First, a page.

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Caña Dulce y Caña Brava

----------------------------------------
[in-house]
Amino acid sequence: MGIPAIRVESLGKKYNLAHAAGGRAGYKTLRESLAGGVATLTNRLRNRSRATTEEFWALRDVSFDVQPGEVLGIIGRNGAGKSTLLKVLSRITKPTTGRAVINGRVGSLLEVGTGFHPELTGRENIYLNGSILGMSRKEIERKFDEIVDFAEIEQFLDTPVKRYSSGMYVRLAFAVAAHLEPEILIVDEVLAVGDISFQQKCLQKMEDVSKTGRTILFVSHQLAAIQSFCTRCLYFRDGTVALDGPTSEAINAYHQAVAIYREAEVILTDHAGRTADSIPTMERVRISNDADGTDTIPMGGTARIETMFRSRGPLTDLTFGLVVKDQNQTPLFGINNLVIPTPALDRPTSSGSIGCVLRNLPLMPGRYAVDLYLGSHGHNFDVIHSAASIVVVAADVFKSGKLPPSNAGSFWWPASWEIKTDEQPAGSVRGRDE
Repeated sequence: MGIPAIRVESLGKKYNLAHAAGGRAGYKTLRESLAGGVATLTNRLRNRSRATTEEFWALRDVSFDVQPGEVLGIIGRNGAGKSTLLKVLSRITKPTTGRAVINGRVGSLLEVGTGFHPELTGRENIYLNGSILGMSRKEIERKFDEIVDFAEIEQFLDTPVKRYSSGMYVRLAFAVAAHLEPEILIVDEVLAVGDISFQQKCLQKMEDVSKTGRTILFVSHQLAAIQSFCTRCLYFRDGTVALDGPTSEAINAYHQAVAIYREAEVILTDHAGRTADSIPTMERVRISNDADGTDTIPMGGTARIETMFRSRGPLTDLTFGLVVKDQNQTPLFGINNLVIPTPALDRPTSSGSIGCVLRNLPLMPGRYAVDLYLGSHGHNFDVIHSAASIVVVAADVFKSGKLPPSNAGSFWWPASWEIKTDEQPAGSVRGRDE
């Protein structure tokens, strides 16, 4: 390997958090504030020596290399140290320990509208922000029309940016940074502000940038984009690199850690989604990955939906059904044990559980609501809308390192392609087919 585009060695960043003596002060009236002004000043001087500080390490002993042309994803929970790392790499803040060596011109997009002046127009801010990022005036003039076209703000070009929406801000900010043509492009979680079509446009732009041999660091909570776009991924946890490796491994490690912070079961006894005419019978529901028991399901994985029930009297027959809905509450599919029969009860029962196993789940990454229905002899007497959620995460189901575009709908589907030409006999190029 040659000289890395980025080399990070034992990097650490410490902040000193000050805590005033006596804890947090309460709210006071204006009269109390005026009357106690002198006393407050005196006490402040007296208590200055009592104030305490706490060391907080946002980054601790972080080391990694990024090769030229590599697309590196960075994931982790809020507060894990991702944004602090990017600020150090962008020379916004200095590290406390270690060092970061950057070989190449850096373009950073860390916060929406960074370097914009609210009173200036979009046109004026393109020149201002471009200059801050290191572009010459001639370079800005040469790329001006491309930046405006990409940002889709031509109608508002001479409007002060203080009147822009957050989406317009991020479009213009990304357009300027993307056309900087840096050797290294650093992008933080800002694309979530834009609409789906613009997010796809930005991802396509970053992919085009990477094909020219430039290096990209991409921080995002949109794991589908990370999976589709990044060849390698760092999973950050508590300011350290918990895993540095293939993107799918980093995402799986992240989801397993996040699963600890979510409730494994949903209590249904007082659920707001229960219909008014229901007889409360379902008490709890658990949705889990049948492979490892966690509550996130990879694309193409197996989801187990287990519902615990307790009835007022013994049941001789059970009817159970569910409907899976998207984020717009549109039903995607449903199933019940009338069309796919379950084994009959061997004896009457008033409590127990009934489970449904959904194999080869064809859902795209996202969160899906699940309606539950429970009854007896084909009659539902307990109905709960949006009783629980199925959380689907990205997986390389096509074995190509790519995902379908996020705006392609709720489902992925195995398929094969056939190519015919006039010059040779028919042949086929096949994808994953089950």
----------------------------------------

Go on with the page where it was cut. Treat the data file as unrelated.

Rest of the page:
Jarocho music grew out of the symbiosis of African, Spanish and Indigenous cultures living in Mexico’s Sotovento, a region comprised of parts of Veracruz, Oaxaca and Tabasco states. Musicians alternate singing verses that are usually joyful descriptions of nature, beauty and human relationships. This dynamic way of singing – improvised on occasion – is one of the most appreciated musical legacies Mexico offers the world. While the group plays traditional music of Southern Veracruz, a regional style that like many others was historically dominated by men, feminine voices are one of its distinguishing characteristics. Currently, the group is composed of five musicians who recreate the music of Southern Veracruz with harp, a family of guitar-like instruments called jaranas, plus two other related stringed instruments called requinto (a melody instrument) and the Leona (which serves as a bass) and a jarana de arco (a unique viola which one of the members created).